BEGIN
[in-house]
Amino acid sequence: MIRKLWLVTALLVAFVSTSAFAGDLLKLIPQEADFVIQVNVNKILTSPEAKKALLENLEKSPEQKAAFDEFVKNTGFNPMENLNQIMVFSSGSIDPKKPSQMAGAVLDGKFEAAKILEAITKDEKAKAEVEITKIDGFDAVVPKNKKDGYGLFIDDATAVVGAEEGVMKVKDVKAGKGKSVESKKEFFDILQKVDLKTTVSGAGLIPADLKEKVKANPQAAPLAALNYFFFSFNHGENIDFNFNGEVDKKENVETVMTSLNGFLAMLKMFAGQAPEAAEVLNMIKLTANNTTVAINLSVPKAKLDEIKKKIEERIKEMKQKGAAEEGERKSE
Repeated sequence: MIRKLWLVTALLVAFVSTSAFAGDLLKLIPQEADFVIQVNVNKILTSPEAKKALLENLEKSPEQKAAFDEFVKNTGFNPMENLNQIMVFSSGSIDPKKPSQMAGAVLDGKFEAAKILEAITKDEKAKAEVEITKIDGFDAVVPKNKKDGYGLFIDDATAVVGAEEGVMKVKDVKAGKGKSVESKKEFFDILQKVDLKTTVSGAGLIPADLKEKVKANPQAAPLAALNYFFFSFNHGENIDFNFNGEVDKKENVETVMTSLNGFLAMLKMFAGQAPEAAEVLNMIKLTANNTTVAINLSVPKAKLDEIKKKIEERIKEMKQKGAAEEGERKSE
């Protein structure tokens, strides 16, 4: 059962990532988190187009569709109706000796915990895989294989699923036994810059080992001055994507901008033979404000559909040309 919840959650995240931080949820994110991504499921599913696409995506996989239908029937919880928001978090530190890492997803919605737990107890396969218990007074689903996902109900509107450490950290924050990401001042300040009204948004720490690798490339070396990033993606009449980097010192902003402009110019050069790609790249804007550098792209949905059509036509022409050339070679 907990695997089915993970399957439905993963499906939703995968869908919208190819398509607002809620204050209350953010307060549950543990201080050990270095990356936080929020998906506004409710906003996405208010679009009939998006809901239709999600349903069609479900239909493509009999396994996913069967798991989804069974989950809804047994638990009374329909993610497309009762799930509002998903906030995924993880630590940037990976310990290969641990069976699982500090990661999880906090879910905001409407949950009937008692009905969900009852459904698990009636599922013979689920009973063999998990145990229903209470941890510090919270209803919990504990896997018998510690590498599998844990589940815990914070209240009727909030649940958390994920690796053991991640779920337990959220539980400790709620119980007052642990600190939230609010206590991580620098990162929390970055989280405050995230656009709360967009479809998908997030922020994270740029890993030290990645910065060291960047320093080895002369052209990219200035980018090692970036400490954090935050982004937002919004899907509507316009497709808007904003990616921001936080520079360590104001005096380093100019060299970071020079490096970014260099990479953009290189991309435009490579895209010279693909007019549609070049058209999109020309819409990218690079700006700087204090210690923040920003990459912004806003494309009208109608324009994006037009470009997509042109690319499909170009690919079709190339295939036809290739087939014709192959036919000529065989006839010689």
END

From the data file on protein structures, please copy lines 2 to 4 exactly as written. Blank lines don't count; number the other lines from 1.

Amino acid sequence: MIRKLWLVTALLVAFVSTSAFAGDLLKLIPQEADFVIQVNVNKILTSPEAKKALLENLEKSPEQKAAFDEFVKNTGFNPMENLNQIMVFSSGSIDPKKPSQMAGAVLDGKFEAAKILEAITKDEKAKAEVEITKIDGFDAVVPKNKKDGYGLFIDDATAVVGAEEGVMKVKDVKAGKGKSVESKKEFFDILQKVDLKTTVSGAGLIPADLKEKVKANPQAAPLAALNYFFFSFNHGENIDFNFNGEVDKKENVETVMTSLNGFLAMLKMFAGQAPEAAEVLNMIKLTANNTTVAINLSVPKAKLDEIKKKIEERIKEMKQKGAAEEGERKSE
Repeated sequence: MIRKLWLVTALLVAFVSTSAFAGDLLKLIPQEADFVIQVNVNKILTSPEAKKALLENLEKSPEQKAAFDEFVKNTGFNPMENLNQIMVFSSGSIDPKKPSQMAGAVLDGKFEAAKILEAITKDEKAKAEVEITKIDGFDAVVPKNKKDGYGLFIDDATAVVGAEEGVMKVKDVKAGKGKSVESKKEFFDILQKVDLKTTVSGAGLIPADLKEKVKANPQAAPLAALNYFFFSFNHGENIDFNFNGEVDKKENVETVMTSLNGFLAMLKMFAGQAPEAAEVLNMIKLTANNTTVAINLSVPKAKLDEIKKKIEERIKEMKQKGAAEEGERKSE
């Protein structure tokens, strides 16, 4: 059962990532988190187009569709109706000796915990895989294989699923036994810059080992001055994507901008033979404000559909040309 919840959650995240931080949820994110991504499921599913696409995506996989239908029937919880928001978090530190890492997803919605737990107890396969218990007074689903996902109900509107450490950290924050990401001042300040009204948004720490690798490339070396990033993606009449980097010192902003402009110019050069790609790249804007550098792209949905059509036509022409050339070679 907990695997089915993970399957439905993963499906939703995968869908919208190819398509607002809620204050209350953010307060549950543990201080050990270095990356936080929020998906506004409710906003996405208010679009009939998006809901239709999600349903069609479900239909493509009999396994996913069967798991989804069974989950809804047994638990009374329909993610497309009762799930509002998903906030995924993880630590940037990976310990290969641990069976699982500090990661999880906090879910905001409407949950009937008692009905969900009852459904698990009636599922013979689920009973063999998990145990229903209470941890510090919270209803919990504990896997018998510690590498599998844990589940815990914070209240009727909030649940958390994920690796053991991640779920337990959220539980400790709620119980007052642990600190939230609010206590991580620098990162929390970055989280405050995230656009709360967009479809998908997030922020994270740029890993030290990645910065060291960047320093080895002369052209990219200035980018090692970036400490954090935050982004937002919004899907509507316009497709808007904003990616921001936080520079360590104001005096380093100019060299970071020079490096970014260099990479953009290189991309435009490579895209010279693909007019549609070049058209999109020309819409990218690079700006700087204090210690923040920003990459912004806003494309009208109608324009994006037009470009997509042109690319499909170009690919079709190339295939036809290739087939014709192959036919000529065989006839010689």